• Er, if you want answers, all you have to do is google the question being answered, and click thru from google, then scroll all the way to the bottom. By Google's TOS, you cannot present different information to the google search engine than you present to someone coming from Google, so its not even likely to be blocked, nor do I feel bad about it-- it is the price of being indexed on Google.

          I mean, they can present ads that try to make you feel bad, and make it obnoxious to get to the info, but if anyone i

          • by Ksevio (865461)
            If you google the question, sometimes google will pick up a page with only the question and no answers.
      • The BS that they pull in trying to hid the solution to get you to pay. Granted you usually just need to scroll to the bottom, or use the Google cache of it. But they do some dodgy things. I would prefer the product search engines go before ExpertsExchange since you are correct there is some value to ExpertsExchange. Also on the list of things that should go are those sites that republish others content as their own they are by far the worst.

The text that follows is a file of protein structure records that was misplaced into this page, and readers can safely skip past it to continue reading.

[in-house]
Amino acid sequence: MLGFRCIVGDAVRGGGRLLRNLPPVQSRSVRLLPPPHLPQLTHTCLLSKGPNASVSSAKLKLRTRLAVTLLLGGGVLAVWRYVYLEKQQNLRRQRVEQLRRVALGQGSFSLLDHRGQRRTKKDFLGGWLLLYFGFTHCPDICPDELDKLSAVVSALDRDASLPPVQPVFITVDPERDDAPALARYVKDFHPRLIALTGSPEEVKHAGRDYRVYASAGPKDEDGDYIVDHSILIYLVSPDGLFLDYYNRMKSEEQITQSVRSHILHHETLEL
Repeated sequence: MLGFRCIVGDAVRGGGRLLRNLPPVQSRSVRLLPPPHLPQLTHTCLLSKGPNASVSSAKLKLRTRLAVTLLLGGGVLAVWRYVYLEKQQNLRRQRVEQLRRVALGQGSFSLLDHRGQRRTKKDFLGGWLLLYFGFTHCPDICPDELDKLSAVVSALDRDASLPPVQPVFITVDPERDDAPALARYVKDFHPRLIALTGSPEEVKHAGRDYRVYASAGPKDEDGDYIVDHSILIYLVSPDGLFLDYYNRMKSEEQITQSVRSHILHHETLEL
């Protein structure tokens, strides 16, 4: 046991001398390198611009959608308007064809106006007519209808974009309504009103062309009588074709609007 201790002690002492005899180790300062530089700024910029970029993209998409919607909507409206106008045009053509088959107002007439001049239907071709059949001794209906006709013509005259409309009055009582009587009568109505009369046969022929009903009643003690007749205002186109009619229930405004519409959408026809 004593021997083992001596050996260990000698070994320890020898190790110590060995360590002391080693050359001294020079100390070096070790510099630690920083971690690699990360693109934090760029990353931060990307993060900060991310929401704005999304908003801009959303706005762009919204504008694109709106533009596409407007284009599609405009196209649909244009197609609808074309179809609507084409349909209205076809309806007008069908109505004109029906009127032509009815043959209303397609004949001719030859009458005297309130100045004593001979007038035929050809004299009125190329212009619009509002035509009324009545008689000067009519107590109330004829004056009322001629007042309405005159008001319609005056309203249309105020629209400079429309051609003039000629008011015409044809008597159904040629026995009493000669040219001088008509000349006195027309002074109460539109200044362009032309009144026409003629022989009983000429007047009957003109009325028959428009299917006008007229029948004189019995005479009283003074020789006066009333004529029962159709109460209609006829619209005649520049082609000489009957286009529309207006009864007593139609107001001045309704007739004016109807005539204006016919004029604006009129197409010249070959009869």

• At least you can find some help there.

        Try StackExchange [stackexchange.com].

        • Stack's gotten a lot worse with popularity and the newer sites on stack exchange range from okay to ghost towns. While sometimes you get a great set of answers, more often than not you get a horde of people editing your question into something different just so they can earn the boy scout badges and rep. There's plenty of garbage floating around there now.
    • Re:I really wish... (Score:5, Informative)

      by RedACE7500 (904963) on Wednesday July 20, 2011 @11:12AM (#36823908)

      1. Log in to your Google Account
      2. Search for Experts Exchange
      3. Click on the result for Experts Exchange
      4. Press Back on your browser
      5. Click "Block all www.experts-exchange.com results"